Did you know the Easter Island heads have bodies too?

Easter Island’s incredible stone heads are well known, but the sculptures have had torsos, well buried underground.

As with many things on Earth, time took its toll on the statues and buried them in sediment and rock, hiding and preserving the torsos of the Easter figures. A team of archaeologists at UCLA developed the Easter Island Statue Project to better study and preserve the artifacts. Through this work, the team excavated several of the heads to reveal the underlying torso and body.

In total, the team documented and studied nearly 1,000 statues on the small Pacific island. The project spanned nine years where the team determined to the best of their ability the meaning, function and history of each individual statue.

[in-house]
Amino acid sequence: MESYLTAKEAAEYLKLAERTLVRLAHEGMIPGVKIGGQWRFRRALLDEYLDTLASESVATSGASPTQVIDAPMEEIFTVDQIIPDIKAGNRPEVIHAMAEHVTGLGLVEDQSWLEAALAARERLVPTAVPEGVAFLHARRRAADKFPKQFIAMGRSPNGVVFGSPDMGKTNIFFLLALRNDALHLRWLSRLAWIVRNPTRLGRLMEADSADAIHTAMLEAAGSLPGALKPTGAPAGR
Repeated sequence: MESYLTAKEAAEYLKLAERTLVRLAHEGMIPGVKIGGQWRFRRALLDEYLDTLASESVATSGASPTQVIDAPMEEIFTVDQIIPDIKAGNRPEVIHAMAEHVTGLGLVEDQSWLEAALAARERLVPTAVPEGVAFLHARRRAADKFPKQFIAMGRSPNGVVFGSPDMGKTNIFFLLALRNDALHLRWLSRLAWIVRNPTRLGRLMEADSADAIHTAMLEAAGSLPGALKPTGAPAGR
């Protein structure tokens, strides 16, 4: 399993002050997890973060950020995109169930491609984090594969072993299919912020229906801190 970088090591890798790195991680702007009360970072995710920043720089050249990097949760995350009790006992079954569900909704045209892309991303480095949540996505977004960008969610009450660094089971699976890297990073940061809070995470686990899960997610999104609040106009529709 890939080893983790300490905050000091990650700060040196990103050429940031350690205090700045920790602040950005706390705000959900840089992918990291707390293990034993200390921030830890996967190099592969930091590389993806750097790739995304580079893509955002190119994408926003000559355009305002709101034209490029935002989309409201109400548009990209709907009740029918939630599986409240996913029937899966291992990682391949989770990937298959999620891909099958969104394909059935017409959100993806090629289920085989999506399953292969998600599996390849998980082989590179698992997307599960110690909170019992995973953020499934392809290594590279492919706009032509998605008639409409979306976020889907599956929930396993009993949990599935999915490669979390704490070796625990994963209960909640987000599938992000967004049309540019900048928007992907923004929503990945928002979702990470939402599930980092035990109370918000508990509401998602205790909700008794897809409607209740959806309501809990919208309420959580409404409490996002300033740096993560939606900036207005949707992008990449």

Photo: Cotsen Institute of Archeology, UCLA
Photo: Easter Island Statue Project

“The reason people think they are [only] heads is there are about 150 statues buried up to the shoulders on the slope of a volcano, and these are the most famous, most beautiful and most photographed of all the Easter Island statues,” Van Tilburg, who is also a fellow at the Cotsen Institute of Archaeology at the University of California, Los Angeles, told Life’s Little Mysteries. “This suggested to people who had not seen photos of [other unearthed statues on the island] that they are heads only.”

In fact, archaeologists have studied the statues on the island for about a century, and have been aware of the torsos beneath the statues’ heads since the earliest excavations in 1914. (source)

Author: Janet Carr

Fashion, beauty and animal loving language consultant from South Africa living in Stockholm, Sweden.

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